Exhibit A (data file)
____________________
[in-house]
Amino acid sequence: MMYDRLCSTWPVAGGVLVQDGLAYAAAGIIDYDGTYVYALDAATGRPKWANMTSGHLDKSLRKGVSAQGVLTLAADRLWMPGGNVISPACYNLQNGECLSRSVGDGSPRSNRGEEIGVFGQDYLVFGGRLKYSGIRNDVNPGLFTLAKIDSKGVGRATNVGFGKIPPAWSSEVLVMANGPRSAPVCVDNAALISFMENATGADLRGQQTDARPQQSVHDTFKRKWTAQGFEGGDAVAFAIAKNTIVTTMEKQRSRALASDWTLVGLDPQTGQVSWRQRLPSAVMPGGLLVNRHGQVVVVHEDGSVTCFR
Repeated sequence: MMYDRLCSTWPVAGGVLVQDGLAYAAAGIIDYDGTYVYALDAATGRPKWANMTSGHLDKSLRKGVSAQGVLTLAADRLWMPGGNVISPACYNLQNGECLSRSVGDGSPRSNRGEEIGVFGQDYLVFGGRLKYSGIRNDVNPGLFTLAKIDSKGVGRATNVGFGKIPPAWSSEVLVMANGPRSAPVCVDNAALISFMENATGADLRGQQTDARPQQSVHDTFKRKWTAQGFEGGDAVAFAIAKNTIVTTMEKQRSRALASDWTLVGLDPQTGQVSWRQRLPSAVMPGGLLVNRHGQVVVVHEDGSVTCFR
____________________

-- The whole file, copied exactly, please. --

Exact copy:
[in-house]
Amino acid sequence: MMYDRLCSTWPVAGGVLVQDGLAYAAAGIIDYDGTYVYALDAATGRPKWANMTSGHLDKSLRKGVSAQGVLTLAADRLWMPGGNVISPACYNLQNGECLSRSVGDGSPRSNRGEEIGVFGQDYLVFGGRLKYSGIRNDVNPGLFTLAKIDSKGVGRATNVGFGKIPPAWSSEVLVMANGPRSAPVCVDNAALISFMENATGADLRGQQTDARPQQSVHDTFKRKWTAQGFEGGDAVAFAIAKNTIVTTMEKQRSRALASDWTLVGLDPQTGQVSWRQRLPSAVMPGGLLVNRHGQVVVVHEDGSVTCFR
Repeated sequence: MMYDRLCSTWPVAGGVLVQDGLAYAAAGIIDYDGTYVYALDAATGRPKWANMTSGHLDKSLRKGVSAQGVLTLAADRLWMPGGNVISPACYNLQNGECLSRSVGDGSPRSNRGEEIGVFGQDYLVFGGRLKYSGIRNDVNPGLFTLAKIDSKGVGRATNVGFGKIPPAWSSEVLVMANGPRSAPVCVDNAALISFMENATGADLRGQQTDARPQQSVHDTFKRKWTAQGFEGGDAVAFAIAKNTIVTTMEKQRSRALASDWTLVGLDPQTGQVSWRQRLPSAVMPGGLLVNRHGQVVVVHEDGSVTCFR